Former Chief Minister of Tamil Nadu, J Jayalalithaa
Former Chief Minister of Tamil Nadu, J Jayalalithaa
Litigation News

In a democracy, fair criticism of the government functioning is the catalyst for better administration: Madras High Court

The Court made the observation while quashing criminal proceedings against Congress MLA S Vijayadharani on allegations that she had defamed the then CM J Jayalalithaa in a speech criticising the state's liquor policy.

Meera Emmanuel

The Madras High Court was recently prompted to observe that fair criticism of the government triggers better administration while quashing criminal proceedings initiated by the State against a Congress MLA in 2015 on allegations that she had defamed then Chief Minister J Jayalalithaa (Vijayadharani v. The Public Prosecutor, Kanyakumari District and ors).

During a public meeting INC MLA S Vijayadharani is stated to have rendered a speech expressing anguish over the State Government's decision to reopen TASMAC shops.

The speech led the Public Prosecutor at Kanyakumari to present a complaint invoking Section 199 (2) of the Code of Criminal Procedure (CrPC), alleging that Vijayadharani had thereby defamed Chief Minister Jayalalithaa in respect of her conduct during the discharge of her public functions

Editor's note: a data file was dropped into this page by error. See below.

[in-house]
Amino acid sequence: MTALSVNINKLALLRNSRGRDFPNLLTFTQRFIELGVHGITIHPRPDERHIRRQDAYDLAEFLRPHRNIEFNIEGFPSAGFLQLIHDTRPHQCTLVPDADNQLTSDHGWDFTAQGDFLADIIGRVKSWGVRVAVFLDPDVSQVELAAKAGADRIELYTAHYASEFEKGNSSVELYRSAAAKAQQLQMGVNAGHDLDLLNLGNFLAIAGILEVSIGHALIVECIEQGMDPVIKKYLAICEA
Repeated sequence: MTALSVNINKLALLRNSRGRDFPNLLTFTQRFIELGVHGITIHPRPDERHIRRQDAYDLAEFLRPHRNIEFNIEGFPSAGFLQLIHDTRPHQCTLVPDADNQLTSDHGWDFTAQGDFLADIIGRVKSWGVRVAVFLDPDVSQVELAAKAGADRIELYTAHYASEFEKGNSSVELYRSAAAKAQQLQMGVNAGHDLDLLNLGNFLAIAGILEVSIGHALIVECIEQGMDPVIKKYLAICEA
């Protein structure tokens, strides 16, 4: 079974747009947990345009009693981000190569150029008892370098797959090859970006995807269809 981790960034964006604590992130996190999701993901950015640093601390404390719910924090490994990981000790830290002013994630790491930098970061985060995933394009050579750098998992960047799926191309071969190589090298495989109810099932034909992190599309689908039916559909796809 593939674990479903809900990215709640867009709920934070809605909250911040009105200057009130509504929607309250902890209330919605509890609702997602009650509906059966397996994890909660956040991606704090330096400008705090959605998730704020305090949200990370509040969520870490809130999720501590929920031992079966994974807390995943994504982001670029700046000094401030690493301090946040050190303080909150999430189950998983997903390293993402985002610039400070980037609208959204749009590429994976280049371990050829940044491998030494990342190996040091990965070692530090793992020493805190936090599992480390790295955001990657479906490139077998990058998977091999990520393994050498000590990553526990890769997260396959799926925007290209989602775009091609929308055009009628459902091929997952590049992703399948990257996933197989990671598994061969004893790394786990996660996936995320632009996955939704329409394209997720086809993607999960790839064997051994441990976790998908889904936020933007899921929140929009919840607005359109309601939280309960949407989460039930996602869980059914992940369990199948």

However, in an order passed earlier this mont, Justice Dr G Jayachandran noted,

"The reading of the speech extracted above does not carry any sentence of defamation whatsoever. In democracy a fair criticism of the government functioning is the catalyst for better administration."
Madras High Court

The judge further cited a couplet by Saint Thiruvalluvar to drive home the point. Translated, the line reads,

"The careless king whom none reproves ruins himself sans harmful foes."

The Court proceeded to point out that in this case, the alleged imputations squarely fall within the second exception in Section 499 of the Indian Penal Code, which deals with criminal defamation. The second exception states that,

“It is not defamation to express in a good faith any opinion whatever respecting the conduct of a public servant in the discharge of his public functions, or respecting his character, so far as his character appears in that conduct, and no further.”

Therefore, the Court quashed the defamation proceedings, while also noting that,

"The complaint, which is mere extraction of the legal provision does not disclose the mens rea to harm the reputation of the Chief Minister."
Madras High Court

Read the order:

Vijayadharani v. The Public Prosecutor, Kanyakumari District and ors.pdf
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